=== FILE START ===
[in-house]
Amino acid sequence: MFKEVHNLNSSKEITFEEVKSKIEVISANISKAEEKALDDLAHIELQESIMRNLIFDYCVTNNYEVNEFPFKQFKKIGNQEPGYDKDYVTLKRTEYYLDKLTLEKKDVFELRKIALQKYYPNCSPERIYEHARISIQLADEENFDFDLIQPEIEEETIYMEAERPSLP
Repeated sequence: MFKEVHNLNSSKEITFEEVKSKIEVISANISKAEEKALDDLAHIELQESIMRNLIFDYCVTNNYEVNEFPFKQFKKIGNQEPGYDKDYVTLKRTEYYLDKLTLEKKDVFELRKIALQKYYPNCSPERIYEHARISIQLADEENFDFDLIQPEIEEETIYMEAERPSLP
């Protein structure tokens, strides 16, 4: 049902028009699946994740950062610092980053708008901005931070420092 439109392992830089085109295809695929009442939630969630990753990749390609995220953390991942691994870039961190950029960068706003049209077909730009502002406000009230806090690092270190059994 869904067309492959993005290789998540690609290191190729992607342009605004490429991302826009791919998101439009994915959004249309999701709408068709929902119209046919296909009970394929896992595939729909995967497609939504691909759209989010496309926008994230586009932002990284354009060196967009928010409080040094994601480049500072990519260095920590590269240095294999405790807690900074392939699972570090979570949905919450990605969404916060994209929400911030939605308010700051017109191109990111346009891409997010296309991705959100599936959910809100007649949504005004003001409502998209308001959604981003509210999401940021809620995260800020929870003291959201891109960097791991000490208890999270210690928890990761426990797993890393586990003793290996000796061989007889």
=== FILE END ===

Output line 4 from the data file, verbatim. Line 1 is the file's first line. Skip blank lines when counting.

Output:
């Protein structure tokens, strides 16, 4: 049902028009699946994740950062610092980053708008901005931070420092 439109392992830089085109295809695929009442939630969630990753990749390609995220953390991942691994870039961190950029960068706003049209077909730009502002406000009230806090690092270190059994 869904067309492959993005290789998540690609290191190729992607342009605004490429991302826009791919998101439009994915959004249309999701709408068709929902119209046919296909009970394929896992595939729909995967497609939504691909759209989010496309926008994230586009932002990284354009060196967009928010409080040094994601480049500072990519260095920590590269240095294999405790807690900074392939699972570090979570949905919450990605969404916060994209929400911030939605308010700051017109191109990111346009891409997010296309991705959100599936959910809100007649949504005004003001409502998209308001959604981003509210999401940021809620995260800020929870003291959201891109960097791991000490208890999270210690928890990761426990797993890393586990003793290996000796061989007889």